The San Francisco Chronicle Reports:

Attorney General Alberto Gonzales on Wednesday warned federal judges not to meddle in cases involving national security, following a string of judicial rebukes of the Bush administration’s anti-terrorism initiatives.

In a speech to the conservative think tank American Enterprise Institute, Gonzales said federal judges are not “equipped to make decisions about” actions the president takes in the name of preserving national security.

Let’s be clear here. It is absolutely the role – the mandate – of the judicial branch to make decisions on whether or not the actions of the president (the whole government for that matter) fall within the powers allowed by the Constitution.

But wait, there’s more:

Gonzales added that the judiciary should show deference to the executive branch when national security is involved, because, unlike the Bush administration, judges “don’t have embassies around the world gathering up information.”

Whether or not this is now “official policy” is not the issue. The fact remains that a high-ranking executive branch official gave a “direction” to the judicial branch to stop looking at the constitutionality of the actions of the executive. Sounds pretty strange, doesn’t it?

The federal government cannot legally wield any power that is not specifically granted by the Constitution. According to the Tenth Amendment, powers not expressly delegated to the federal government are reserved “to the states respectively or to the people.”

Nowhere in the Constitution is there a power to allow the executive to direct the judiciary in any way. Nowhere in the Constitution is there a power for the judiciary to decline to ajudicate actions by the government because of a “direction” or “recommendation” by the Attorney General.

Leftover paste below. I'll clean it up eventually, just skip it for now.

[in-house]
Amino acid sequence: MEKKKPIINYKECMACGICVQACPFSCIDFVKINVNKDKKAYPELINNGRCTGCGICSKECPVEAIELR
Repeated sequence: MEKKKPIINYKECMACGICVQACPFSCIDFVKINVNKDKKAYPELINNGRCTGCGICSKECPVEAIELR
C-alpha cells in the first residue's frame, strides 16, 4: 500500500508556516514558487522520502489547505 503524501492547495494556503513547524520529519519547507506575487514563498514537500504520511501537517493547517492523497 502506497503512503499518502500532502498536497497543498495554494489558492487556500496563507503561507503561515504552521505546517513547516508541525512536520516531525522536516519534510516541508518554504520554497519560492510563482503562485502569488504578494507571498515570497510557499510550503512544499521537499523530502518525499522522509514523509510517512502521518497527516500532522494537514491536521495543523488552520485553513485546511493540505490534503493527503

Since these powers are not delegated to the federal government, then they must be among those powers reserved “to the states respectively or to the people.” Simply put, the executive branch is not constitutionally empowered to “meddle” in the affiars of the Judiciary, whatsover.

The courts are the last line of defense that “we the people” have to protect ourselves from abuses by the legislative and executive branches. If judges collude with either of the other two branches of government, then the separation of powers, and thus, all hopes for individual liberty, will collapse.

If this becomes policy of the executive, or practice of the judiciary, there will be an absolute need for us to call for the resignation or impeachment of judges who refuse to carry out their duty.


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Small things grow great by concord...

Tenth Amendment Center


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